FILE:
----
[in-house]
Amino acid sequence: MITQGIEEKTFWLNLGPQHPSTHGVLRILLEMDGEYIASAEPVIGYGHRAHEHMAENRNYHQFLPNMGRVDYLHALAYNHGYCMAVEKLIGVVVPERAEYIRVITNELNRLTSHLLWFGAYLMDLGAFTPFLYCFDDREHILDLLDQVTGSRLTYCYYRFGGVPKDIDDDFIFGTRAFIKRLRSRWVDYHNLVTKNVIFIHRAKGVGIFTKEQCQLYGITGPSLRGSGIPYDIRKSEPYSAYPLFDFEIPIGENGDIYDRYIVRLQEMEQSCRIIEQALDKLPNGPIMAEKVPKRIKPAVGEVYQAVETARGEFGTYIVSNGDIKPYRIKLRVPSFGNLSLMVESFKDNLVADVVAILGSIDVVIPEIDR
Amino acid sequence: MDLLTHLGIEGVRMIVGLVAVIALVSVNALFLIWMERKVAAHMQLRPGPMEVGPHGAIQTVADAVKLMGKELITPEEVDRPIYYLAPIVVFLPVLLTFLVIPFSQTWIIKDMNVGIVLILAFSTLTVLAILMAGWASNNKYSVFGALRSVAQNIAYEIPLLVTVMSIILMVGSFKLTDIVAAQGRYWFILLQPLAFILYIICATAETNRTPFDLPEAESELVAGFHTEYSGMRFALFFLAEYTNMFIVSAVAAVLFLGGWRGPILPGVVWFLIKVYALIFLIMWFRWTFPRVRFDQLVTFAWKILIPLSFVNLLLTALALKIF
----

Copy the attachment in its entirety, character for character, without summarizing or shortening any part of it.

[in-house]
Amino acid sequence: MITQGIEEKTFWLNLGPQHPSTHGVLRILLEMDGEYIASAEPVIGYGHRAHEHMAENRNYHQFLPNMGRVDYLHALAYNHGYCMAVEKLIGVVVPERAEYIRVITNELNRLTSHLLWFGAYLMDLGAFTPFLYCFDDREHILDLLDQVTGSRLTYCYYRFGGVPKDIDDDFIFGTRAFIKRLRSRWVDYHNLVTKNVIFIHRAKGVGIFTKEQCQLYGITGPSLRGSGIPYDIRKSEPYSAYPLFDFEIPIGENGDIYDRYIVRLQEMEQSCRIIEQALDKLPNGPIMAEKVPKRIKPAVGEVYQAVETARGEFGTYIVSNGDIKPYRIKLRVPSFGNLSLMVESFKDNLVADVVAILGSIDVVIPEIDR
Amino acid sequence: MDLLTHLGIEGVRMIVGLVAVIALVSVNALFLIWMERKVAAHMQLRPGPMEVGPHGAIQTVADAVKLMGKELITPEEVDRPIYYLAPIVVFLPVLLTFLVIPFSQTWIIKDMNVGIVLILAFSTLTVLAILMAGWASNNKYSVFGALRSVAQNIAYEIPLLVTVMSIILMVGSFKLTDIVAAQGRYWFILLQPLAFILYIICATAETNRTPFDLPEAESELVAGFHTEYSGMRFALFFLAEYTNMFIVSAVAAVLFLGGWRGPILPGVVWFLIKVYALIFLIMWFRWTFPRVRFDQLVTFAWKILIPLSFVNLLLTALALKIF